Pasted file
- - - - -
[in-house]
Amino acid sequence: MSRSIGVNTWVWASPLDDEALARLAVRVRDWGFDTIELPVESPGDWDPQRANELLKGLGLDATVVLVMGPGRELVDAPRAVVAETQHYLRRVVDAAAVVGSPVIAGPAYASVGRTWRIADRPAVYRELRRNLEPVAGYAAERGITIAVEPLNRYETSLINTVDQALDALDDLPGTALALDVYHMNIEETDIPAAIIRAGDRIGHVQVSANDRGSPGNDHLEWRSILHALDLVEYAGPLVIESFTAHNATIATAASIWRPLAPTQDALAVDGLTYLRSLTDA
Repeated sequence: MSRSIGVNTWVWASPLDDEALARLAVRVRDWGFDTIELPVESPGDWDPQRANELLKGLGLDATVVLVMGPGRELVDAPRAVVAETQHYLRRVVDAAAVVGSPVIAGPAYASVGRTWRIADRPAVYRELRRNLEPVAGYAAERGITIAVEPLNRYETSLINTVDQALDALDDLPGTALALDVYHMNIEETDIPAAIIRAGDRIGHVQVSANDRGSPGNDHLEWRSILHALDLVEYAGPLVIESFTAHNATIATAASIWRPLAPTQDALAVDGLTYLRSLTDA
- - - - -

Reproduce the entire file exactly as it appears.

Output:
[in-house]
Amino acid sequence: MSRSIGVNTWVWASPLDDEALARLAVRVRDWGFDTIELPVESPGDWDPQRANELLKGLGLDATVVLVMGPGRELVDAPRAVVAETQHYLRRVVDAAAVVGSPVIAGPAYASVGRTWRIADRPAVYRELRRNLEPVAGYAAERGITIAVEPLNRYETSLINTVDQALDALDDLPGTALALDVYHMNIEETDIPAAIIRAGDRIGHVQVSANDRGSPGNDHLEWRSILHALDLVEYAGPLVIESFTAHNATIATAASIWRPLAPTQDALAVDGLTYLRSLTDA
Repeated sequence: MSRSIGVNTWVWASPLDDEALARLAVRVRDWGFDTIELPVESPGDWDPQRANELLKGLGLDATVVLVMGPGRELVDAPRAVVAETQHYLRRVVDAAAVVGSPVIAGPAYASVGRTWRIADRPAVYRELRRNLEPVAGYAAERGITIAVEPLNRYETSLINTVDQALDALDDLPGTALALDVYHMNIEETDIPAAIIRAGDRIGHVQVSANDRGSPGNDHLEWRSILHALDLVEYAGPLVIESFTAHNATIATAASIWRPLAPTQDALAVDGLTYLRSLTDA